By Rahul Gupta
On 30th January 2017, the White House affirmed reports of a “ballistic missile” test carried out on the 29th by Iran. The missile was launched from a well-known test site, Semnan, approximately 220 km from Tehran. The missile was in the air for about 1010 km before exploding. Whether this detonation was intentional or not is yet to be confirmed. Even though the technology was by itself non-nuclear, it is possible that this technology could be adapted for nuclear use in the future.
Violation of the nuclear deal?
In 2015, Iran entered into a nuclear deal with the US, France, Germany, Russia and China. According to the agreement, sanctions imposed against Iran would be relaxed in return for curtailment of the Iranian nuclear programme. Curtailment measures included shutting down reactors and centrifuges, in such a way that the ‘breakout time’ or time required to complete its bomb was majorly extended. In June 2010, the UN Security Council resolved to prohibit, inter alia, all ballistic missile testing by Iran.
The 2015 deal and its complementary UNSC Resolution 2231 do not expressly prohibit Iran from testing ballistic missiles, but prohibit nations from trading those materials with Iran.
Despite various allegations regarding violation of treaties, it is still not clear whether Iran’s test has really violated the letter of the agreement.
Mixed reactions from the international community
Iran claims the missile test was outside the purview of the nuclear deal. It justifies this claim by pointing out that the warhead was not intended for nuclear application. Further, the news that Iran would start production of this missile was made public 4 months ago. While it is possible that Iran’s test is purely in a non-nuclear capacity, the actions by itself were predictably controversial.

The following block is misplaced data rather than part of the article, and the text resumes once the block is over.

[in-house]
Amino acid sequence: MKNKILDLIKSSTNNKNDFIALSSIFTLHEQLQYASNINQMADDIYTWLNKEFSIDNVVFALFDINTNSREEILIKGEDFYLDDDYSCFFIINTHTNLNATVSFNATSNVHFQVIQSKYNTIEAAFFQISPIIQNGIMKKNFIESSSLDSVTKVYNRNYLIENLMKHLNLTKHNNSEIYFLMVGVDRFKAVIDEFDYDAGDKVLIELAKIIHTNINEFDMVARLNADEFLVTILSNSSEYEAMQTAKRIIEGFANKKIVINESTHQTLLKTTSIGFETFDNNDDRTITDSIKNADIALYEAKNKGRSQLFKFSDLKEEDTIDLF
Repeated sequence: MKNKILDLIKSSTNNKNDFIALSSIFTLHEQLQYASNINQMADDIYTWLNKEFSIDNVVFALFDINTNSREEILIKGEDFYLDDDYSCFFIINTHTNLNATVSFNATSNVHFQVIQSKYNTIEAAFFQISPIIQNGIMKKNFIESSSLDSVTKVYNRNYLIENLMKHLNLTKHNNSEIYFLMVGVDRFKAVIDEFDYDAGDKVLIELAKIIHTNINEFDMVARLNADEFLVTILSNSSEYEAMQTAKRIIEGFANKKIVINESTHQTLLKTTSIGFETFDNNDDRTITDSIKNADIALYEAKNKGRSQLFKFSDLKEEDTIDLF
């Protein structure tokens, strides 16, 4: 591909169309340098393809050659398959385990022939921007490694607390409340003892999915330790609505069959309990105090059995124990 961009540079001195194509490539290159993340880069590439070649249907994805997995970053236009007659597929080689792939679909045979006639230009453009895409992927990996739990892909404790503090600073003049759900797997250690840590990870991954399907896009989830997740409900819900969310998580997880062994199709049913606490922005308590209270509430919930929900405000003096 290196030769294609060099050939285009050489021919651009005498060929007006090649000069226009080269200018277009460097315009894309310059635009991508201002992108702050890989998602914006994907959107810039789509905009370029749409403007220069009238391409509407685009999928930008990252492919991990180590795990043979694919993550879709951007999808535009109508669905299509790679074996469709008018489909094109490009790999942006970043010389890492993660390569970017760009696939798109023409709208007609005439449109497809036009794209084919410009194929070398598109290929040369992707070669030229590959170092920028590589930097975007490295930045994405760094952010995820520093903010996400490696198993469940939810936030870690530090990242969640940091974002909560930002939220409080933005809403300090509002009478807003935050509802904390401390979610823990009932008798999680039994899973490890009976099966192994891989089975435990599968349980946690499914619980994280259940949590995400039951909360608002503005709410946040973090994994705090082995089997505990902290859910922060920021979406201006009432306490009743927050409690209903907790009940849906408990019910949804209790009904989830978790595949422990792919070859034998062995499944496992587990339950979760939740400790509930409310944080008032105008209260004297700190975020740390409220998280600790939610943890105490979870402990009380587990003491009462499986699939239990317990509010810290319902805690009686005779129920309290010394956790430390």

Russia supported Iran’s view in claiming that the nuclear deal was not violated. However, the EU claimed the agreement had been violated in spirit and expressed concern over the test and the US administration’s attitude towards the nuclear deal.
The US has had a reserved reaction to the test. Stating it was aware of the test but was “looking into the exact nature of it”. Tel Aviv took a strong stand against the test, terming it a “flagrant breach” and expressed the will to re-assess the entire nuclear accord concerning Iran with the US. Prime Minister Netanyahu also stated that he intends on discussing the possibilities of renewed sanctions against Iran.
What the future holds
Global opinion is divided on this issue. Nations seem wary in expressing any sentiment that may undermine the deal and cause it to unravel. The text of the resolution and the actual deal could be read in a manner allowing such a test, this gives states the opportunity to condemn the test without actually getting rid of the nuclear deal.
President Trump has previously called the nuclear accord a “bad deal”. However, Jim Mattis, the Defence Secretary took an alternate view during his confirmation, stating the deal made the world safer. Though at this point it’s difficult to assess what Washington’s view on the deal is, one thing is certain. Tel Aviv will try it’s very best to re-impose sanctions on Iran. Iran will be a strong ally against ISIS, so the Trump administration will have to prioritise and choose its interests. As things stand, ISIS should take priority and partnership with Iran should not be easily thrown away.